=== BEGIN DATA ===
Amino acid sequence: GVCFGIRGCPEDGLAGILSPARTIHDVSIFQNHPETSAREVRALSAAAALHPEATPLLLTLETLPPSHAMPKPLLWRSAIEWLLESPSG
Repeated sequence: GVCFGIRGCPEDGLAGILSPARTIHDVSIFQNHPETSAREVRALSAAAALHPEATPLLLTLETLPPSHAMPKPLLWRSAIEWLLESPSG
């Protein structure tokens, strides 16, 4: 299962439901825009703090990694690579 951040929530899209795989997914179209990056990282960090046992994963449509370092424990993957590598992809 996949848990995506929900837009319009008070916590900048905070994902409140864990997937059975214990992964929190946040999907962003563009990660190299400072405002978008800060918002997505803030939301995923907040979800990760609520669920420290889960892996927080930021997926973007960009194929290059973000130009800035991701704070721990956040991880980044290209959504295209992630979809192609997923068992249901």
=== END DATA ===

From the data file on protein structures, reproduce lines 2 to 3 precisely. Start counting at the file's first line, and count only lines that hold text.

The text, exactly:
Repeated sequence: GVCFGIRGCPEDGLAGILSPARTIHDVSIFQNHPETSAREVRALSAAAALHPEATPLLLTLETLPPSHAMPKPLLWRSAIEWLLESPSG
């Protein structure tokens, strides 16, 4: 299962439901825009703090990694690579 951040929530899209795989997914179209990056990282960090046992994963449509370092424990993957590598992809 996949848990995506929900837009319009008070916590900048905070994902409140864990997937059975214990992964929190946040999907962003563009990660190299400072405002978008800060918002997505803030939301995923907040979800990760609520669920420290889960892996927080930021997926973007960009194929290059973000130009800035991701704070721990956040991880980044290209959504295209992630979809192609997923068992249901």